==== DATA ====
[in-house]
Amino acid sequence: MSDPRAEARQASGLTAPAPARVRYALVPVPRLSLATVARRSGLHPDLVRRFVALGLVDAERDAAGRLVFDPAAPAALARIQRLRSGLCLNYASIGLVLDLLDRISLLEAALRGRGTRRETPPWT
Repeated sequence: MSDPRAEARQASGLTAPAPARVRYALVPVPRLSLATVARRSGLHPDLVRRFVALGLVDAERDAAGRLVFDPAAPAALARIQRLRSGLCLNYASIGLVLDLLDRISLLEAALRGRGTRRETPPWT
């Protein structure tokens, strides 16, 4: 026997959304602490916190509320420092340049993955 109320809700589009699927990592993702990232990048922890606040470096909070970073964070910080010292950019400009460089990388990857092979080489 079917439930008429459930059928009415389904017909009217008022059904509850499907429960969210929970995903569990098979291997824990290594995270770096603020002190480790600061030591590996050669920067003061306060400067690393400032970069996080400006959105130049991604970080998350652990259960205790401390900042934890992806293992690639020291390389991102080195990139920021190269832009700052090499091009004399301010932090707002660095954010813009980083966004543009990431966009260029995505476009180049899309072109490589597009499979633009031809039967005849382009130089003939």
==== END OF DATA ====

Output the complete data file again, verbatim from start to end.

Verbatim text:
[in-house]
Amino acid sequence: MSDPRAEARQASGLTAPAPARVRYALVPVPRLSLATVARRSGLHPDLVRRFVALGLVDAERDAAGRLVFDPAAPAALARIQRLRSGLCLNYASIGLVLDLLDRISLLEAALRGRGTRRETPPWT
Repeated sequence: MSDPRAEARQASGLTAPAPARVRYALVPVPRLSLATVARRSGLHPDLVRRFVALGLVDAERDAAGRLVFDPAAPAALARIQRLRSGLCLNYASIGLVLDLLDRISLLEAALRGRGTRRETPPWT
């Protein structure tokens, strides 16, 4: 026997959304602490916190509320420092340049993955 109320809700589009699927990592993702990232990048922890606040470096909070970073964070910080010292950019400009460089990388990857092979080489 079917439930008429459930059928009415389904017909009217008022059904509850499907429960969210929970995903569990098979291997824990290594995270770096603020002190480790600061030591590996050669920067003061306060400067690393400032970069996080400006959105130049991604970080998350652990259960205790401390900042934890992806293992690639020291390389991102080195990139920021190269832009700052090499091009004399301010932090707002660095954010813009980083966004543009990431966009260029995505476009180049899309072109490589597009499979633009031809039967005849382009130089003939």